Graphic by Esra Rakab / Production Coordinator

Amidst COVID-19, services across campus try to find ways to stay accessible in an online environment

The online fall term required the McMaster Students Union to adapt and innovate its services, typically run in-person, to continue to provide support, supplies and community to McMaster University students. The MSU runs over 30 services, run by and for students, that offer a range of resources and opportunities, from confidential peer support to first aid. Over the summer months, the part-time managers of each service planned and prepared to convert their in-person programming to online supports.

MSU Food Collective Centre

In typical years, the Food Collective Centre has run an on-campus food bank and various programs to increase food security in the McMaster community. The FCC has offered both catered programming and events, such as the Community Kitchen. PTM Hannan Minhas explained how the FCC will continue to provide these services and be mindful of COVID restrictions.

The drop-in food bank service will be closed to students for the fall term due to COVID restrictions. Instead, Lockers of Love will be the primary service to ensure that students and community members can still access the FCC resources. Students and community members can anonymously fill out an order form for non-perishable food items and health supplies. 

“[The executive team are] trying to make [Lockers of Love] more efficient so students can access food almost the same day or one day later. And we have more lockers so we’ll try to accommodate as many students as we can,” said Minhas. 

“[The executive team are] trying to make [Lockers of Love] more efficient so students can access food almost the same day or one day later. And we have more lockers so we’ll try to accommodate as many students as we can,” said Minhas. 

The Good Food Box, which is run in partnership with the Grace Lutheran Church, will run this term as it has in the past. The box is filled with fresh produce and is picked up on campus. The order and pick-up dates for the fall term can be found at the FCC website.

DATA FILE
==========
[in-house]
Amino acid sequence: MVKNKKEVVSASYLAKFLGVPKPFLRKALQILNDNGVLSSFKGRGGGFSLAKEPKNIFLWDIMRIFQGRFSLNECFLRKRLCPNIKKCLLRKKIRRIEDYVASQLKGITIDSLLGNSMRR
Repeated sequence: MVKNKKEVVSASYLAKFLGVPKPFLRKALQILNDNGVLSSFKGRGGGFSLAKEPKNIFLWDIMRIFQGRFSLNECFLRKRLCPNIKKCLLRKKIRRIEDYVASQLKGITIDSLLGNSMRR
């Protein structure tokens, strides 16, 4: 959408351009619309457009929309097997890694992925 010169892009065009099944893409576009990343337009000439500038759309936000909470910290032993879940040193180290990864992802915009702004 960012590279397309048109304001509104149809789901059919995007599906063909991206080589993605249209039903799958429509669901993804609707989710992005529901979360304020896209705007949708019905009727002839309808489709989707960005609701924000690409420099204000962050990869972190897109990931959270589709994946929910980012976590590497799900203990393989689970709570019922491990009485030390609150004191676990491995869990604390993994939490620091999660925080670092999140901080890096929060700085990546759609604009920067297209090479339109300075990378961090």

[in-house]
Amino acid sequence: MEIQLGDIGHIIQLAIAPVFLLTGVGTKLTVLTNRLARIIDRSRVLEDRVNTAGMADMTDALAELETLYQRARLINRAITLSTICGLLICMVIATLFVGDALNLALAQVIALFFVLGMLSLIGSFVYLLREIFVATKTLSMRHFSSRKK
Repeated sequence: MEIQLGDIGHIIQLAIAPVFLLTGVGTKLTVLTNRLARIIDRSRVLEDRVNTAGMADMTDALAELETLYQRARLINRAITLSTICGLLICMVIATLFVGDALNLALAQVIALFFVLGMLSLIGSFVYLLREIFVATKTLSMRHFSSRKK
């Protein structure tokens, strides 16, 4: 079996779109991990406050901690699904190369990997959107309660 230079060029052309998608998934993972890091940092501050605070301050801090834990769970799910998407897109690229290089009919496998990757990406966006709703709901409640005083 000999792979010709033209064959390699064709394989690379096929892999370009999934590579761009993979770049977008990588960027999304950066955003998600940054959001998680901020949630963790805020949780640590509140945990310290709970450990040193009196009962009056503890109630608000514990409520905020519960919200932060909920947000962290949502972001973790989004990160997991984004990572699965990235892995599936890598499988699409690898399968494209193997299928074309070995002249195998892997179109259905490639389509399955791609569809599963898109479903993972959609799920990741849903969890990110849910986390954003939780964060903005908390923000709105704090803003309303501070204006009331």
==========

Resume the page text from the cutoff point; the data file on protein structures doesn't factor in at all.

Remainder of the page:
The FCC will offer the Community Kitchen workshops online, likely through Microsoft Teams to ensure closed captioning. Participants have the chance to cook a recipe along with the instructor, to ask questions and to build skills and confidence in the kitchen. Interested participants reserve their space and fill out a poll for which date and times are preferred, to accommodate all participants regardless of class schedule or time zones. The FCC will increase capacity and maintain a community for the workshops this term because of the virtual setting.

FCC will also run virtual events and contests, such as Quarantine Cooking, where students create and submit a recipe based on a key ingredient for the chance to win a $25 gift card.

MSU Peer Support Services

The four peer support services of the MSU have all adapted their programming in a secure and accessible way for this term. Maccess, Pride Community Centre, Women and Gender Equity Network and Student Health Education Centre have all adapted one-on-one peer support to virtual platforms. Flexibility and the needs of the communities that they serve are priorities for each service this term.

“We’re just trying to be open and have conversations with users who seek resources and responding [to users] in ways that maximize their comfort,” said Yimeng Wang, WGEN coordinator.

“We’re just trying to be open and have conversations with users who seek resources and responding [to users] in ways that maximize their comfort,” said Yimeng Wang, WGEN coordinator.

Each coordinator outlined plans and options to accommodate students in different time zones and with various technological resources.

Students and community members can reach out for one-on-one peer support or join identity-specific community groups in varied ways, such as through email, social media, anonymous forms and the platforms used by different services. Disclosure of specifics is not necessary to join a community group.

Maccess, WGEN and the PCC have each developed a Discord server where participants can access one-on-one peer support through text, audio or video chats. These servers will be available in early October and will be accessible by request. SHEC has developed a “Warmline” using tawk.to to offer non-crisis peer support. The Warmline will be fully anonymous through text chat, but support can also be offered via audio or video chats per student request. The Warmline is expected to launch in the coming weeks.